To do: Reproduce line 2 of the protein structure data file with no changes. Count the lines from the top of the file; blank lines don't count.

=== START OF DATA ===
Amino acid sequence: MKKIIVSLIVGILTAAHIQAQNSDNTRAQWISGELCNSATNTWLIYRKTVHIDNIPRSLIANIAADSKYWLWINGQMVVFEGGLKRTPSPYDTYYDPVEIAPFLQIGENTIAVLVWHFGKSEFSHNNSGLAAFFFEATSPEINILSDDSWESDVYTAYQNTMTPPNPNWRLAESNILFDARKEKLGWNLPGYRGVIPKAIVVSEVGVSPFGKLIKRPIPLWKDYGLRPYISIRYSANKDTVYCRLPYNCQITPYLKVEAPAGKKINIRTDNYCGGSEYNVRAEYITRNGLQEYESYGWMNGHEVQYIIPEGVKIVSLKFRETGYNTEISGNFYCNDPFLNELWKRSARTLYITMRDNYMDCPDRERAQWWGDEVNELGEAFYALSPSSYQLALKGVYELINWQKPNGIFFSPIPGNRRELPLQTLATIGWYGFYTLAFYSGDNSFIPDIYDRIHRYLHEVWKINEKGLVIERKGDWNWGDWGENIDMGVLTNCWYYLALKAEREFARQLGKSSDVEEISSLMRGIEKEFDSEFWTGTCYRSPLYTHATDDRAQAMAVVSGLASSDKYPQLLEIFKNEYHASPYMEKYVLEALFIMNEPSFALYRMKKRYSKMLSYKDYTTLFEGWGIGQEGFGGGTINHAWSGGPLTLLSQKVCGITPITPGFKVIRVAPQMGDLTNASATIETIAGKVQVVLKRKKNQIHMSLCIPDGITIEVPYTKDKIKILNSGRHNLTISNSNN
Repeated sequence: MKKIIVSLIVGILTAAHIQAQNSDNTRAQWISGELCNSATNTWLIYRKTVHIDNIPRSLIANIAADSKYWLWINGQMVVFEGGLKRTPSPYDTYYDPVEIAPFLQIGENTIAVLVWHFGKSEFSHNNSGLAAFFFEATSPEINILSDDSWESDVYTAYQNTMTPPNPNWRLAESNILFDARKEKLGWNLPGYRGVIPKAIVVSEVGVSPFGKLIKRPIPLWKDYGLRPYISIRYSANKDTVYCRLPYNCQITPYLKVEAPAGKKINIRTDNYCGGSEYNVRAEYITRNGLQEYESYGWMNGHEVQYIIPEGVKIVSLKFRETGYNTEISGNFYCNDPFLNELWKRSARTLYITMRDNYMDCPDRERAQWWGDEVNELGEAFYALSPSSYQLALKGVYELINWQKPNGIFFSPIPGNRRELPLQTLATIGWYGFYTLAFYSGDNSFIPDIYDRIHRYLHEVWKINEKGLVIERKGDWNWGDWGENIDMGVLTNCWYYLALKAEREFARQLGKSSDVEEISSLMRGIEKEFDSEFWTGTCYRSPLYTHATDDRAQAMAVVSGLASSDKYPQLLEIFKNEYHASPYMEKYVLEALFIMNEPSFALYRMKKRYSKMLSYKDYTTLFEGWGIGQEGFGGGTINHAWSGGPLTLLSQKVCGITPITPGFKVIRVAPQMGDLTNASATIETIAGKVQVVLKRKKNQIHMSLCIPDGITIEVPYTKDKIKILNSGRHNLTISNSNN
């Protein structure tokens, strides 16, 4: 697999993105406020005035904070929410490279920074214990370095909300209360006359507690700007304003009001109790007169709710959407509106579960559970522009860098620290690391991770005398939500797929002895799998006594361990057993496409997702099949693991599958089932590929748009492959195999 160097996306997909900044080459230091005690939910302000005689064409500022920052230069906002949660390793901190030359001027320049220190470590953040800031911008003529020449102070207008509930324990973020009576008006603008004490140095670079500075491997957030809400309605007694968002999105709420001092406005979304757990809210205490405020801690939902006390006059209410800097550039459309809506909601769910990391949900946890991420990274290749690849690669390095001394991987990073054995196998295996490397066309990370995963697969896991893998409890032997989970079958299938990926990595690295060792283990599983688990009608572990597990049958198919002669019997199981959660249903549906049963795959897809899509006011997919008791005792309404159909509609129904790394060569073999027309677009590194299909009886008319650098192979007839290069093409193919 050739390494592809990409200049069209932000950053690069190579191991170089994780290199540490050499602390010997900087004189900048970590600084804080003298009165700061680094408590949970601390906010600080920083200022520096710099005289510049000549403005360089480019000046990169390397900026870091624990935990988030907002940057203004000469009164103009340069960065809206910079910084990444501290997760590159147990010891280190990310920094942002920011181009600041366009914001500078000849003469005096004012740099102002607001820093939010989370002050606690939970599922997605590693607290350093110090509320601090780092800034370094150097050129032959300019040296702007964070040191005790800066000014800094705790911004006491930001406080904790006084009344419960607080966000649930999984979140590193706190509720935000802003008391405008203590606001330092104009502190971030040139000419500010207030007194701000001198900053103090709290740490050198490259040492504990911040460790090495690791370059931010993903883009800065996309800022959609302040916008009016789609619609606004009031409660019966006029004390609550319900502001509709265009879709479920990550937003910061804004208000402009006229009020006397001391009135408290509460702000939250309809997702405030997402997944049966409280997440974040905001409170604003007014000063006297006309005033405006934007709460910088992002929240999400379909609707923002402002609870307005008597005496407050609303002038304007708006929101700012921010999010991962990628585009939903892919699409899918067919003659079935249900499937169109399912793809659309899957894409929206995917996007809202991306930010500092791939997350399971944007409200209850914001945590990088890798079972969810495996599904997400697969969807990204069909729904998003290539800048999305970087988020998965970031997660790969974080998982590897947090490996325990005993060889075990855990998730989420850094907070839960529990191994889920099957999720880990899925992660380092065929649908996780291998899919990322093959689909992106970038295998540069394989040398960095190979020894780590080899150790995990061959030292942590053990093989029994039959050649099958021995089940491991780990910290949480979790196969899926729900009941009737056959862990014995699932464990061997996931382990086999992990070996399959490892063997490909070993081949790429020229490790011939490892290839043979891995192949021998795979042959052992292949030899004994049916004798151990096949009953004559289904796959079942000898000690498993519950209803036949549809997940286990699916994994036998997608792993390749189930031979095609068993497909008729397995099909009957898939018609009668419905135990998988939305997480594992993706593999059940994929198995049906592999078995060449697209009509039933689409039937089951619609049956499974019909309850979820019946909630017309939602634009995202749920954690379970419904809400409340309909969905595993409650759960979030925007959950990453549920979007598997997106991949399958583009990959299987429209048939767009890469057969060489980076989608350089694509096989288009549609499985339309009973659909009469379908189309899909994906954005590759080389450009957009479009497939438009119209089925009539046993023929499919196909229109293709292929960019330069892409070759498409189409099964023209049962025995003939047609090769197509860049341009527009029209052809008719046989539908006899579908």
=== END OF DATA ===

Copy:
Repeated sequence: MKKIIVSLIVGILTAAHIQAQNSDNTRAQWISGELCNSATNTWLIYRKTVHIDNIPRSLIANIAADSKYWLWINGQMVVFEGGLKRTPSPYDTYYDPVEIAPFLQIGENTIAVLVWHFGKSEFSHNNSGLAAFFFEATSPEINILSDDSWESDVYTAYQNTMTPPNPNWRLAESNILFDARKEKLGWNLPGYRGVIPKAIVVSEVGVSPFGKLIKRPIPLWKDYGLRPYISIRYSANKDTVYCRLPYNCQITPYLKVEAPAGKKINIRTDNYCGGSEYNVRAEYITRNGLQEYESYGWMNGHEVQYIIPEGVKIVSLKFRETGYNTEISGNFYCNDPFLNELWKRSARTLYITMRDNYMDCPDRERAQWWGDEVNELGEAFYALSPSSYQLALKGVYELINWQKPNGIFFSPIPGNRRELPLQTLATIGWYGFYTLAFYSGDNSFIPDIYDRIHRYLHEVWKINEKGLVIERKGDWNWGDWGENIDMGVLTNCWYYLALKAEREFARQLGKSSDVEEISSLMRGIEKEFDSEFWTGTCYRSPLYTHATDDRAQAMAVVSGLASSDKYPQLLEIFKNEYHASPYMEKYVLEALFIMNEPSFALYRMKKRYSKMLSYKDYTTLFEGWGIGQEGFGGGTINHAWSGGPLTLLSQKVCGITPITPGFKVIRVAPQMGDLTNASATIETIAGKVQVVLKRKKNQIHMSLCIPDGITIEVPYTKDKIKILNSGRHNLTISNSNN